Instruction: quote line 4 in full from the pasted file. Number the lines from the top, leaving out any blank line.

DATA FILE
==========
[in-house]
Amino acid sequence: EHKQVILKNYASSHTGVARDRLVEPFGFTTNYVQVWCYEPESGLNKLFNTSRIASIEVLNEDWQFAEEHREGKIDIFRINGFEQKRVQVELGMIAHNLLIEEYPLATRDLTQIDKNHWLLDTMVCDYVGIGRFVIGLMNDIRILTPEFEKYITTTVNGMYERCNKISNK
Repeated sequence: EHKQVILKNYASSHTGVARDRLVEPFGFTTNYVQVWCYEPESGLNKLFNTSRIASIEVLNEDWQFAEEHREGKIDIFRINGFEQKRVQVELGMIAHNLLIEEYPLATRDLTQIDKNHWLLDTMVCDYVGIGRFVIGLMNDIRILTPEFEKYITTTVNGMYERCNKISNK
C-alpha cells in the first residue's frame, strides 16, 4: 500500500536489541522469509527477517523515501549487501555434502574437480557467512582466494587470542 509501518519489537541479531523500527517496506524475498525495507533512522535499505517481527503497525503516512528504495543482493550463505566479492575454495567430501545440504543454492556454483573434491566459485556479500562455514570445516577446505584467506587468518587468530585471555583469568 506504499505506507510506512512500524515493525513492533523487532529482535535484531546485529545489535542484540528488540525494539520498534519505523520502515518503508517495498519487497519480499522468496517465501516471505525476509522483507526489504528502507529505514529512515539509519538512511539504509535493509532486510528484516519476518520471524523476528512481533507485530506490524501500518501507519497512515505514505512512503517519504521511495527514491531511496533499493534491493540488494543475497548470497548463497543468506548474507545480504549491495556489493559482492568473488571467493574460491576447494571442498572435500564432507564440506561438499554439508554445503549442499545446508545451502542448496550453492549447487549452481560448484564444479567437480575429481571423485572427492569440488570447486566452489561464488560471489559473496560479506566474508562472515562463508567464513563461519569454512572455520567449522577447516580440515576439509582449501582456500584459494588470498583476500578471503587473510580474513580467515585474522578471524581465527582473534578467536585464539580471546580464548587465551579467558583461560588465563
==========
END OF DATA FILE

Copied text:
C-alpha cells in the first residue's frame, strides 16, 4: 500500500536489541522469509527477517523515501549487501555434502574437480557467512582466494587470542 509501518519489537541479531523500527517496506524475498525495507533512522535499505517481527503497525503516512528504495543482493550463505566479492575454495567430501545440504543454492556454483573434491566459485556479500562455514570445516577446505584467506587468518587468530585471555583469568 506504499505506507510506512512500524515493525513492533523487532529482535535484531546485529545489535542484540528488540525494539520498534519505523520502515518503508517495498519487497519480499522468496517465501516471505525476509522483507526489504528502507529505514529512515539509519538512511539504509535493509532486510528484516519476518520471524523476528512481533507485530506490524501500518501507519497512515505514505512512503517519504521511495527514491531511496533499493534491493540488494543475497548470497548463497543468506548474507545480504549491495556489493559482492568473488571467493574460491576447494571442498572435500564432507564440506561438499554439508554445503549442499545446508545451502542448496550453492549447487549452481560448484564444479567437480575429481571423485572427492569440488570447486566452489561464488560471489559473496560479506566474508562472515562463508567464513563461519569454512572455520567449522577447516580440515576439509582449501582456500584459494588470498583476500578471503587473510580474513580467515585474522578471524581465527582473534578467536585464539580471546580464548587465551579467558583461560588465563